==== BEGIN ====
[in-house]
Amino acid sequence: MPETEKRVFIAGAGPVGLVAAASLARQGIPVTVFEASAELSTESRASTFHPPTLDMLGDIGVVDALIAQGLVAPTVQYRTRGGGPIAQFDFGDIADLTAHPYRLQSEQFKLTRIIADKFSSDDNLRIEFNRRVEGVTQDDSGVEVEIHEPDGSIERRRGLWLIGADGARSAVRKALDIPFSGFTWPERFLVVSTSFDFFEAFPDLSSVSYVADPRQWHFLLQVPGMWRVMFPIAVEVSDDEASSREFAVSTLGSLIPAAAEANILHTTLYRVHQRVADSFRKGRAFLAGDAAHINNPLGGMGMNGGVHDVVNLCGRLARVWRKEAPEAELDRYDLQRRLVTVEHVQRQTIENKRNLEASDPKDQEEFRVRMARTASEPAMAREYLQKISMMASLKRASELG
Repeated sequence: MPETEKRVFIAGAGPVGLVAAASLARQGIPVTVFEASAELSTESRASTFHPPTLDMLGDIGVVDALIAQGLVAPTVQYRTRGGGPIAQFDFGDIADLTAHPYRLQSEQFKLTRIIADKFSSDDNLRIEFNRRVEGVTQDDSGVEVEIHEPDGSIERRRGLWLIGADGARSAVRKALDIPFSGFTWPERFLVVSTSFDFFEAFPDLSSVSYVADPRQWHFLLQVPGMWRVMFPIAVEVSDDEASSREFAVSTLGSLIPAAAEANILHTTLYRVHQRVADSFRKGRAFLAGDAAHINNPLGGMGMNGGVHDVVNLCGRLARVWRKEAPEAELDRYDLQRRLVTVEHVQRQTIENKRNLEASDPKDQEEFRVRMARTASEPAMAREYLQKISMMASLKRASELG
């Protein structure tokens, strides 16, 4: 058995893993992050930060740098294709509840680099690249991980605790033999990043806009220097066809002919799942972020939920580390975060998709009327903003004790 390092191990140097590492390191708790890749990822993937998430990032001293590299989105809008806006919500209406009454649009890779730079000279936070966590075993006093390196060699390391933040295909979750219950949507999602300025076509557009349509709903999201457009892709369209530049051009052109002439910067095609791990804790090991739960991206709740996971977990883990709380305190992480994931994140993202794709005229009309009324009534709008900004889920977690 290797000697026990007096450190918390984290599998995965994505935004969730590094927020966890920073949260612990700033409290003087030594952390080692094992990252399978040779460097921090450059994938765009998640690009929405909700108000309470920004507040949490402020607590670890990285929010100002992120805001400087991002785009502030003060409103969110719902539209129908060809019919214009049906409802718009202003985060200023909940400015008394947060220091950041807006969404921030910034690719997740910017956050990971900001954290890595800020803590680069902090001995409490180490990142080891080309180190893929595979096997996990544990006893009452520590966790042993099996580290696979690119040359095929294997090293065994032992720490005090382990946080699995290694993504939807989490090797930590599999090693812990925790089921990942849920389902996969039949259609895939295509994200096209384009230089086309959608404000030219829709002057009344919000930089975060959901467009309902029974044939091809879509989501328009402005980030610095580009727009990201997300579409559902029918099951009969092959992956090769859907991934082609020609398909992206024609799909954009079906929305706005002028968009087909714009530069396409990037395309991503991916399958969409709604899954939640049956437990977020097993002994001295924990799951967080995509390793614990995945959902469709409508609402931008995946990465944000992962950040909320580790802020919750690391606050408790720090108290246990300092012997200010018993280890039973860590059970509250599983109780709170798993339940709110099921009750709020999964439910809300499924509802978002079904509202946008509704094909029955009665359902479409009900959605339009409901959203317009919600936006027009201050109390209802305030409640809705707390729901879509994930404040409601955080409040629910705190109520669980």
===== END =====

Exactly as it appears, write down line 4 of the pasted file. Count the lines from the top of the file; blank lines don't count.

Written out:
């Protein structure tokens, strides 16, 4: 058995893993992050930060740098294709509840680099690249991980605790033999990043806009220097066809002919799942972020939920580390975060998709009327903003004790 390092191990140097590492390191708790890749990822993937998430990032001293590299989105809008806006919500209406009454649009890779730079000279936070966590075993006093390196060699390391933040295909979750219950949507999602300025076509557009349509709903999201457009892709369209530049051009052109002439910067095609791990804790090991739960991206709740996971977990883990709380305190992480994931994140993202794709005229009309009324009534709008900004889920977690 290797000697026990007096450190918390984290599998995965994505935004969730590094927020966890920073949260612990700033409290003087030594952390080692094992990252399978040779460097921090450059994938765009998640690009929405909700108000309470920004507040949490402020607590670890990285929010100002992120805001400087991002785009502030003060409103969110719902539209129908060809019919214009049906409802718009202003985060200023909940400015008394947060220091950041807006969404921030910034690719997740910017956050990971900001954290890595800020803590680069902090001995409490180490990142080891080309180190893929595979096997996990544990006893009452520590966790042993099996580290696979690119040359095929294997090293065994032992720490005090382990946080699995290694993504939807989490090797930590599999090693812990925790089921990942849920389902996969039949259609895939295509994200096209384009230089086309959608404000030219829709002057009344919000930089975060959901467009309902029974044939091809879509989501328009402005980030610095580009727009990201997300579409559902029918099951009969092959992956090769859907991934082609020609398909992206024609799909954009079906929305706005002028968009087909714009530069396409990037395309991503991916399958969409709604899954939640049956437990977020097993002994001295924990799951967080995509390793614990995945959902469709409508609402931008995946990465944000992962950040909320580790802020919750690391606050408790720090108290246990300092012997200010018993280890039973860590059970509250599983109780709170798993339940709110099921009750709020999964439910809300499924509802978002079904509202946008509704094909029955009665359902479409009900959605339009409901959203317009919600936006027009201050109390209802305030409640809705707390729901879509994930404040409601955080409040629910705190109520669980």